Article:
Yannic Kilcher explains why transformers are ruining convolutions.

This paper, under review at ICLR, shows that given enough data, a standard Transformer can outperform Convolutional Neural Networks in image recognition tasks, which are classically tasks where CNNs excel. In this Video, I explain the architecture of the Vision Transformer (ViT), the reason why it works better and rant about why double-bline peer review is broken.

OUTLINE:

  • 0:00 – Introduction
  • 0:30 – Double-Blind Review is Broken
  • 5:20 – Overview
  • 6:55 – Transformers for Images
  • 10:40 – Vision Transformer Architecture
  • 16:30 – Experimental Results
  • 18:45 – What does the Model Learn?
  • 21:00 – Why Transformers are Ruining Everything
  • 27:45 – Inductive Biases in Transformers
  • 29:05 – Conclusion & Comments

Related resources:

  • Paper (Under Review): https://openreview.net/forum?id=YicbFdNTTy

vcubingx provides a visual introduction to the structure of an artificial neural network.

The Neural Network, A Visual Introduction | Visualizing Deep Learning, Chapter 1

  • 0:00 Intro
  • 1:55 One input Perceptron
  • 3:30 Two input Perceptron
  • 4:40 Three input Perceptron
  • 5:17 Activation Functions
  • 6:58 Neural Network
  • 9:45 Visualizing 2-2-2 Network
  • 10:59 Visualizing 2-3-2 Network
  • 12:33 Classification
  • 13:05 Outro

Yannic Kilcher explains the paper “Hopfield Networks is All You Need.”

Hopfield Networks are one of the classic models of biological memory networks. This paper generalizes modern Hopfield Networks to continuous states and shows that the corresponding update rule is equal to the attention mechanism used in modern Transformers. It further analyzes a pre-trained BERT model through the lens of Hopfield Networks and uses a Hopfield Attention Layer to perform Immune Repertoire Classification.

Content outline:

  • 0:00 – Intro & Overview
  • 1:35 – Binary Hopfield Networks
  • 5:55 – Continuous Hopfield Networks
  • 8:15 – Update Rules & Energy Functions
  • 13:30 – Connection to Transformers
  • 14:35 – Hopfield Attention Layers
  • 26:45 – Theoretical Analysis
  • 48:10 – Investigating BERT
  • 1:02:30 – Immune Repertoire Classification

Here’s an interesting article that I found via LinkedIn.

Mind Machine learning experts struggle to deal with “overfitting” in neural networks. Evolution solved it with dreams, says new theory. The world of sport is filled with superstition. Michael Jordan famously wore University of North Carolina shorts under his Chicago Bulls kit; Serena Williams wears the same socks throughout […]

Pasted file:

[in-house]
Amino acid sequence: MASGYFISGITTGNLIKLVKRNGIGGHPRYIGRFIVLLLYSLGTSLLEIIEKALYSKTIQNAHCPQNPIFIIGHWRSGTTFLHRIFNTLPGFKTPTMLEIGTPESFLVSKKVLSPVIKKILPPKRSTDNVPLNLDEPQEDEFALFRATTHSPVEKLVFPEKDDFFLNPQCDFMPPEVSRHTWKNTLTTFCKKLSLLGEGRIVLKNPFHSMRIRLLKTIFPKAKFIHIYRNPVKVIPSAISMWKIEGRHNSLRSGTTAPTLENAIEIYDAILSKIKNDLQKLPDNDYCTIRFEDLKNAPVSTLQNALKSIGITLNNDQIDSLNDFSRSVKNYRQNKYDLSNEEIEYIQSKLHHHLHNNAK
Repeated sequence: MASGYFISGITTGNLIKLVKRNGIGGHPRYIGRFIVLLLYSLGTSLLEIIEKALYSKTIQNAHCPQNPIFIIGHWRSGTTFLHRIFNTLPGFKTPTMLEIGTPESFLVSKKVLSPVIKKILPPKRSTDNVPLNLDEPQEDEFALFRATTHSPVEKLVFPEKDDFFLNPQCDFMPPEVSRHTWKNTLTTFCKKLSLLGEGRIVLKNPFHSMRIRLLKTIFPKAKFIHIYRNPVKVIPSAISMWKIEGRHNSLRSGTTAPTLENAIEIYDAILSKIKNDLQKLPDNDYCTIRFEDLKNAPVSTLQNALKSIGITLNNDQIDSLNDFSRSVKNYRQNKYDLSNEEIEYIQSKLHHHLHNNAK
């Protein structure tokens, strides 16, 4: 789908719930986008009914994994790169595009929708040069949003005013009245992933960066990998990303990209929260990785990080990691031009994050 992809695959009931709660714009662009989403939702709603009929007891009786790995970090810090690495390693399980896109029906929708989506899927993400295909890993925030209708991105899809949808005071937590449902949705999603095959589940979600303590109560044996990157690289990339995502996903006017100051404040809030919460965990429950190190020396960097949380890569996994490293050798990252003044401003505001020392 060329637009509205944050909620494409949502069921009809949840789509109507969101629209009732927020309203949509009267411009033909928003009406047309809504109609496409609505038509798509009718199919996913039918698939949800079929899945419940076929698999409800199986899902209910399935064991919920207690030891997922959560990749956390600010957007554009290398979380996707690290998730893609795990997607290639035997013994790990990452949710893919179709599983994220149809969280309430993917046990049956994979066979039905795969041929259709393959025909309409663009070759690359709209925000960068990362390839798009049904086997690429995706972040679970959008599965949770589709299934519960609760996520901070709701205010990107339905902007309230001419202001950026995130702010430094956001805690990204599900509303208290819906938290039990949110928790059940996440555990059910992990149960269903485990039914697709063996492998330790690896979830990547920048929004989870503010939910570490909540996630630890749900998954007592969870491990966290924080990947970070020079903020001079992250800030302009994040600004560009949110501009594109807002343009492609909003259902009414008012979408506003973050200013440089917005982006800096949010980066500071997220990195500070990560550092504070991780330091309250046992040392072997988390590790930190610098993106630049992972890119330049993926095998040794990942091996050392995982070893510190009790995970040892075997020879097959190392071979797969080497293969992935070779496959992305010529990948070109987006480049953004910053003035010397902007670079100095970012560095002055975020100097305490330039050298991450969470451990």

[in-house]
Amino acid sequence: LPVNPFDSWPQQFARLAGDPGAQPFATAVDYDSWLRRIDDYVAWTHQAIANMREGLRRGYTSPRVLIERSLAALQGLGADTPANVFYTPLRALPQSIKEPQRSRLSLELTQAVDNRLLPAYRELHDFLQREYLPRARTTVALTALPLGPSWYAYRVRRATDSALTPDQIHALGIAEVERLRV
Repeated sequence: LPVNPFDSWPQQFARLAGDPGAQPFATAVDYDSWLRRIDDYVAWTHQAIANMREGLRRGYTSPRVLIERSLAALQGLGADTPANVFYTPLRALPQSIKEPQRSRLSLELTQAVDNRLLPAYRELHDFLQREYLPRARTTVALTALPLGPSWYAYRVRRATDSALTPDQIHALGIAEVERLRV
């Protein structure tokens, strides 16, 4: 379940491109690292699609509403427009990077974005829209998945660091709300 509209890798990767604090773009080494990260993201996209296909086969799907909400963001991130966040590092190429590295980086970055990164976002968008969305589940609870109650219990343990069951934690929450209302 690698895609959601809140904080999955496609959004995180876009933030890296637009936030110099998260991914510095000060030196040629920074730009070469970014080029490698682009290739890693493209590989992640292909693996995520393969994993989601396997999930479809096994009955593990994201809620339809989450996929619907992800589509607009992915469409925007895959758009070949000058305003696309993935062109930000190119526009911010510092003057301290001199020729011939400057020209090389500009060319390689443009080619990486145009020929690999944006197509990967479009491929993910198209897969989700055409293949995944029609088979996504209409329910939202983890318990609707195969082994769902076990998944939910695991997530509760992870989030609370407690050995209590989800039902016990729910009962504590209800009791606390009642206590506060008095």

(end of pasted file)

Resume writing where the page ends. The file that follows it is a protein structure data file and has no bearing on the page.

Visual scenes are often comprised of sets of independent objects. Yet, current vision models make no assumptions about the nature of the pictures they look at.

Yannic Kilcher explore a paper on object-centric learning.

By imposing an objectness prior, this paper a module that is able to recognize permutation-invariant sets of objects from pixels in both supervised and unsupervised settings. It does so by introducing a slot attention module that combines an attention mechanism with dynamic routing.

Content index:

  • 0:00 – Intro & Overview
  • 1:40 – Problem Formulation
  • 4:30 – Slot Attention Architecture
  • 13:30 – Slot Attention Algorithm
  • 21:30 – Iterative Routing Visualization
  • 29:15 – Experiments
  • 36:20 – Inference Time Flexibility
  • 38:35 – Broader Impact Statement
  • 42:05 – Conclusion & Comments

Yannic Kilcher retraces his first reading of Facebook AI’s DETR paper and explain my process of understanding it.

OUTLINE:

  • 0:00 – Introduction
  • 1:25 – Title
  • 4:10 – Authors
  • 5:55 – Affiliation
  • 7:40 – Abstract
  • 13:50 – Pictures
  • 20:30 – Introduction
  • 22:00 – Related Work
  • 24:00 – Model
  • 30:00 – Experiments
  • 41:50 – Conclusions & Abstract
  • 42:40 – Final Remarks

Original Video about DETR: https://youtu.be/T35ba_VXkMY

Text-to-speech engines are usually multi-stage pipelines that transform the signal into many intermediate representations and require supervision at each step.

When trying to train TTS end-to-end, the alignment problem arises: Which text corresponds to which piece of sound?

This paper uses an alignment module to tackle this problem and produces astonishingly good sound.

Paper: https://arxiv.org/abs/2006.03575
Website: https://deepmind.com/research/publications/End-to-End-Adversarial-Text-to-Speech

Content index:

  • 0:00 – Intro & Overview
  • 1:55 – Problems with Text-to-Speech
  • 3:55 – Adversarial Training
  • 5:20 – End-to-End Training
  • 7:20 – Discriminator Architecture
  • 10:40 – Generator Architecture
  • 12:20 – The Alignment Problem
  • 14:40 – Aligner Architecture
  • 24:00 – Spectrogram Prediction Loss
  • 32:30 – Dynamic Time Warping
  • 38:30 – Conclusion

Yannic Kilcher explores a recent innovation at Facebook

Code migration between languages is an expensive and laborious task. To translate from one language to the other, one needs to be an expert at both. Current automatic tools often produce illegible and complicated code. This paper applies unsupervised neural machine translation to source code of Python, C++, and Java and is able to translate between them, without ever being trained in a supervised fashion.

Paper: https://arxiv.org/abs/2006.03511

Content index:

  • 0:00 – Intro & Overview
  • 1:15 – The Transcompiling Problem
  • 5:55 – Neural Machine Translation
  • 8:45 – Unsupervised NMT
  • 12:55 – Shared Embeddings via Token Overlap
  • 20:45 – MLM Objective
  • 25:30 – Denoising Objective
  • 30:10 – Back-Translation Objective
  • 33:00 – Evaluation Dataset
  • 37:25 – Results
  • 41:45 – Tokenization
  • 42:40 – Shared Embeddings
  • 43:30 – Human-Aware Translation
  • 47:25 – Failure Cases
  • 48:05 – Conclusion